Cedar Rapids’ Rhodes Scholar to Nobel Nominee: Iowa Poet Paul Engle

University of Iowa. Iowa Writers’ Workshop

Did you know Iowa can boast one of its own as a Nobel Prize-nominated poet?

April is National Poetry Month, and Iowa has had its fair share of noteworthy poets. But perhaps our most successful is Paul Engle.

Paul Engle was a lifelong Iowa poet who cared so much about writing he created programs to teach and to promote writers at the University of Iowa.

His work building up the writing program there earned him and his wife a Nobel Peace Prize nomination in 1976.

In 1957, Engle wrote a column for the New York Times Book Review which started, “Poetry is the only one of the arts which comes literally from inside the body, a thing secreted as well as made. It is not so much written as it is breathed onto the page.”

Cedar Rapids native to Rhodes Scholar

Born in Cedar Rapids in 1908, Engle went to Coe College, and then to the University of Iowa where he was one of the first people to get an advanced degree for creative writing.

His thesis, his first poetry collection called “Worn Earth,” won the Yale Series of Younger Poets.

He went on to get a doctorate at Columbia University and then to get another Master’s Degree at Merton College, Oxford, as a Rhodes Scholar.

Engle’s second collection “American Song,” published in 1934 had a front-page review in the New York Times Book Review and was a bestseller for a brief time. Overall, he wrote more than a dozen poetry collections, a novel, a memoir and even a children’s book.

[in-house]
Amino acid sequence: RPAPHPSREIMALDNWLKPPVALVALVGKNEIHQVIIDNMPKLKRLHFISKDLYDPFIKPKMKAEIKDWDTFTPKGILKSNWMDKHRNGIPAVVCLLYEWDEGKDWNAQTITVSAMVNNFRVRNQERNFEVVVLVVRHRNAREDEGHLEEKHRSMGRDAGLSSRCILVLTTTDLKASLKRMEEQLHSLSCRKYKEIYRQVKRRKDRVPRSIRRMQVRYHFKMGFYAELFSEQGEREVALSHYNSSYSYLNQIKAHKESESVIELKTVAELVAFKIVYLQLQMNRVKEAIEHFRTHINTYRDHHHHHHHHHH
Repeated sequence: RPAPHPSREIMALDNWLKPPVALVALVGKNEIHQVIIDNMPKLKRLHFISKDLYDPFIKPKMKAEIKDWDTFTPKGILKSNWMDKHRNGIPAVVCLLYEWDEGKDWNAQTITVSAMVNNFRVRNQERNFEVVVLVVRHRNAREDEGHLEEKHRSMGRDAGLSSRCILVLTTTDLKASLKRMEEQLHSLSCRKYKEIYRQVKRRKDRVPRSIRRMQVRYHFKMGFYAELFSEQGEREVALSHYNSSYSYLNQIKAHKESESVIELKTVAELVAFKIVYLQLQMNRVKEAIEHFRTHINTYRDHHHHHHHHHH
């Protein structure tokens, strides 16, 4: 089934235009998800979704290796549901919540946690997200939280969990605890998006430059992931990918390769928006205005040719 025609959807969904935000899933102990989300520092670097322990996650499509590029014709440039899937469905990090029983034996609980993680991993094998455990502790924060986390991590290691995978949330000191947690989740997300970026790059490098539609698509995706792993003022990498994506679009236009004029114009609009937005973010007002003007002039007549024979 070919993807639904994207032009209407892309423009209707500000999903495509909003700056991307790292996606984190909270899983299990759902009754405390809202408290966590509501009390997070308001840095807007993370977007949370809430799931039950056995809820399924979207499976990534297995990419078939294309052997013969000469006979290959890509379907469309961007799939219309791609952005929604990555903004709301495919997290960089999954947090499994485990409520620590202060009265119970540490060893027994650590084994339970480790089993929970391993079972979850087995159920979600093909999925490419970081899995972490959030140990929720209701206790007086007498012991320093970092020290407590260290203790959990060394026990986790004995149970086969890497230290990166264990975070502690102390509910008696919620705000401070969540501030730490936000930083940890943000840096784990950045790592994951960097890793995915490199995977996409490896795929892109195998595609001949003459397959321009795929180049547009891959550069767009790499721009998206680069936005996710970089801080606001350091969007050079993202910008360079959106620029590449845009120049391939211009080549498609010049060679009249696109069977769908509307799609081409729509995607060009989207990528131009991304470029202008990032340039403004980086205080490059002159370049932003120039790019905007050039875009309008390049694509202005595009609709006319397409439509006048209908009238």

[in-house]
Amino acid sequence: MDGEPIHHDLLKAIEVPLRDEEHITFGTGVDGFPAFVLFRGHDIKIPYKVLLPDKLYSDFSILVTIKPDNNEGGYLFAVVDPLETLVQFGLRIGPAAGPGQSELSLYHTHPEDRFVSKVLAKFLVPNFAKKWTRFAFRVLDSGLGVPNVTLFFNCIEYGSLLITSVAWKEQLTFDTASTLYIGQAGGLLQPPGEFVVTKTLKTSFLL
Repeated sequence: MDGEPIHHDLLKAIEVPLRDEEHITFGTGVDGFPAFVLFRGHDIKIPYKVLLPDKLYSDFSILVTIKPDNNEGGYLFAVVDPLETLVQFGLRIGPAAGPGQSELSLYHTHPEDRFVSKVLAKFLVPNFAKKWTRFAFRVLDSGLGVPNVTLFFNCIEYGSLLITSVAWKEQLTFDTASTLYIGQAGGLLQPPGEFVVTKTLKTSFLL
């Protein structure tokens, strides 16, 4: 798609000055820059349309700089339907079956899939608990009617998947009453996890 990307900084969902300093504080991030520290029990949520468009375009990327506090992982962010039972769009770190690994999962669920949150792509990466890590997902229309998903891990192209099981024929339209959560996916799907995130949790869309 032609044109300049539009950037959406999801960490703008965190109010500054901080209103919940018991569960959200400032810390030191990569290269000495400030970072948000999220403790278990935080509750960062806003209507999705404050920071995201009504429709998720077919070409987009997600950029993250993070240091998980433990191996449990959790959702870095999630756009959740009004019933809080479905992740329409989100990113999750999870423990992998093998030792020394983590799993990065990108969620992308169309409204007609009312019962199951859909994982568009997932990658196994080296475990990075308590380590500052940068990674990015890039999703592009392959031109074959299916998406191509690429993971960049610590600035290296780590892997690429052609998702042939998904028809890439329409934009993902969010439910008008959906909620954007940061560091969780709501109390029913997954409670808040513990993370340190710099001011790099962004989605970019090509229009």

Built up Iowa Writers’ Workshop

Engle was a prolific poet who was dedicated to writing and to writing communities.

When he returned to Iowa from his studies, Engle joined the University of Iowa faculty, and became the second director of the Iowa Writers’ Workshop, a graduate-level creative writing program, a position he held for 24 years.

While there, Engle brought writers such as Kurt Vonnegut and Phillip Roth, and poets such as Robert Lowell and John Berryman to the campus to teach upcoming writers, including Marvin Bell, Iowa’s first Poet Laureate.

During his tenure, Engle built the reputation of the Iowa Writers’ Workshop to the point it was recognized as a top writing program in the country.

Paul Engle and Robert Frost speak to a classroom. Credit: University of Iowa. Iowa Writers’ Workshop

Nobel nomination

In 1976, Engle and his wife, the Chinese poet Hualing Nieh Engle, were nominated for a Nobel Peace Prize for the International Writing Program they created at the University of Iowa in 1967.

The program supported international writers by inviting them to the university to write and collaborate with other writers.

Since its founding, the program has hosted writers from more than 150 countries.

Poetry legacy

Engle died in 1991, in O’Hare Airport on his way to Poland to accept an award.

Engle’s work explored travel, family, home and human connection. Most include a connection to nature, and he has several related to current events of his time, including the Great Depression and World War II.

His poem “Bird,” published December 1939 in Poetry Magazine illustrates that. It’s included in a collection of his poems in a section called “Our Human Strength” that ends with his poem by the same name.

The whole section explores pre-war anxiety and finding connections to other people and to nature.


The Iowa City UNESCO City of Literature created the Paul Engle Prize to award writers who, like Engle, make impacts on their community beyond their writing.

In 2000, Engle was named Iowa’s Poet of the Century, and then-Gov. Tom Vilsack declared Engle’s birthday, Oct. 12, to be Paul Engle Day.


Nikoel Hytrek


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